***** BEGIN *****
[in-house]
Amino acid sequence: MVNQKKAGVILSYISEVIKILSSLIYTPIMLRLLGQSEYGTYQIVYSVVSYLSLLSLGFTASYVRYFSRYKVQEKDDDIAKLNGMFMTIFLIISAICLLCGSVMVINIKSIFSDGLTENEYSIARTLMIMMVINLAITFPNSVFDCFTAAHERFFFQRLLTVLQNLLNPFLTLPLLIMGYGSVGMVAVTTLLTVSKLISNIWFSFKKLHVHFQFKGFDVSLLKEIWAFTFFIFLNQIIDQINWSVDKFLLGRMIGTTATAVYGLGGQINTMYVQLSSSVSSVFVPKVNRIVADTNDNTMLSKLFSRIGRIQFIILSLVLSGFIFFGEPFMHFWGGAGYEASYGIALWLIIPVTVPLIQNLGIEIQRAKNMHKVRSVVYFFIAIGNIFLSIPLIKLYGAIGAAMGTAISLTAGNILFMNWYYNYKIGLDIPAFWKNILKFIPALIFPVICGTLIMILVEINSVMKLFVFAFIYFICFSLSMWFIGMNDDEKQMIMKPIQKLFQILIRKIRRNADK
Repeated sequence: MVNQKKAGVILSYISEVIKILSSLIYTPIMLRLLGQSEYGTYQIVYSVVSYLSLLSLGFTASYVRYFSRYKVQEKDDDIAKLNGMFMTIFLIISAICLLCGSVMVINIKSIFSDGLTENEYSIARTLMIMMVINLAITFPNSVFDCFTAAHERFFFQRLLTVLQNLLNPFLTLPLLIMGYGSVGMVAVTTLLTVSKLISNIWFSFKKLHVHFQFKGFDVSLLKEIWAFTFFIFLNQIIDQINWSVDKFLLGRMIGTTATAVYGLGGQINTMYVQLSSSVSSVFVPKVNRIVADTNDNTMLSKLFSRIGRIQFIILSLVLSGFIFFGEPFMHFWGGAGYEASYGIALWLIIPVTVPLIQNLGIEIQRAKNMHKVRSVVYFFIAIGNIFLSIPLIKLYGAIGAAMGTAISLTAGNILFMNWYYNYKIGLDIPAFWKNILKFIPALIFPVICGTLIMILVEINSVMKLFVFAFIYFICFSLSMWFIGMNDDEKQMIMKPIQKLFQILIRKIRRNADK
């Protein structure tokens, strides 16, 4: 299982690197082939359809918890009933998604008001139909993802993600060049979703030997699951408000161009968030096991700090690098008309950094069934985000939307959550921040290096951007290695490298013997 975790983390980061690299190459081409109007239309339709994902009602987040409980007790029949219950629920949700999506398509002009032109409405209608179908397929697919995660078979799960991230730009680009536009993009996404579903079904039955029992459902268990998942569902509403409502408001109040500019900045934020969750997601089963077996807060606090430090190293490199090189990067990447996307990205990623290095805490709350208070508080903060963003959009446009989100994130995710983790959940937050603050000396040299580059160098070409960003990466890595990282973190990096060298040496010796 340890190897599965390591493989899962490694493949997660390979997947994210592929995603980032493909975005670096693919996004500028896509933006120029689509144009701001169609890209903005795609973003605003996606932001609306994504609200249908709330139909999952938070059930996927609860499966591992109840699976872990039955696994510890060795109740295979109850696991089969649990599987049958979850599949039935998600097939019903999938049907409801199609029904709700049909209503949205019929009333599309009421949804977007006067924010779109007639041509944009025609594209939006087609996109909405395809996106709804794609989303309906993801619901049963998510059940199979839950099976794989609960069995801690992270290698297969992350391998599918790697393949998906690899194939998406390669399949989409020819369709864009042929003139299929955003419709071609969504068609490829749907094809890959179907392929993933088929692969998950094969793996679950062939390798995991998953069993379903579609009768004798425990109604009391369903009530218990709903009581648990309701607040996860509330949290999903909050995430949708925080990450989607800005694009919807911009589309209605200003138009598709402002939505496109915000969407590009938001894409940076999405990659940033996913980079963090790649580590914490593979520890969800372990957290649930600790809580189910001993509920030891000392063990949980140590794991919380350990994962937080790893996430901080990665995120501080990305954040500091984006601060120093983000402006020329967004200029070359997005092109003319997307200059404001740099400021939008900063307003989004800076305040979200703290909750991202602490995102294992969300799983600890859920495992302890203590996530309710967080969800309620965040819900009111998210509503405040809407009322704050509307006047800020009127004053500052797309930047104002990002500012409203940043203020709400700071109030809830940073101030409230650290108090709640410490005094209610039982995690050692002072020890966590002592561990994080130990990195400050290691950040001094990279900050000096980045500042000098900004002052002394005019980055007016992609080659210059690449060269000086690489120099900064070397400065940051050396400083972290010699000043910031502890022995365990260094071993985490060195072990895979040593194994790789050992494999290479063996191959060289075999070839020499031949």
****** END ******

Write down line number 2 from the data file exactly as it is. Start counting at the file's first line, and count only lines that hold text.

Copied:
Amino acid sequence: MVNQKKAGVILSYISEVIKILSSLIYTPIMLRLLGQSEYGTYQIVYSVVSYLSLLSLGFTASYVRYFSRYKVQEKDDDIAKLNGMFMTIFLIISAICLLCGSVMVINIKSIFSDGLTENEYSIARTLMIMMVINLAITFPNSVFDCFTAAHERFFFQRLLTVLQNLLNPFLTLPLLIMGYGSVGMVAVTTLLTVSKLISNIWFSFKKLHVHFQFKGFDVSLLKEIWAFTFFIFLNQIIDQINWSVDKFLLGRMIGTTATAVYGLGGQINTMYVQLSSSVSSVFVPKVNRIVADTNDNTMLSKLFSRIGRIQFIILSLVLSGFIFFGEPFMHFWGGAGYEASYGIALWLIIPVTVPLIQNLGIEIQRAKNMHKVRSVVYFFIAIGNIFLSIPLIKLYGAIGAAMGTAISLTAGNILFMNWYYNYKIGLDIPAFWKNILKFIPALIFPVICGTLIMILVEINSVMKLFVFAFIYFICFSLSMWFIGMNDDEKQMIMKPIQKLFQILIRKIRRNADK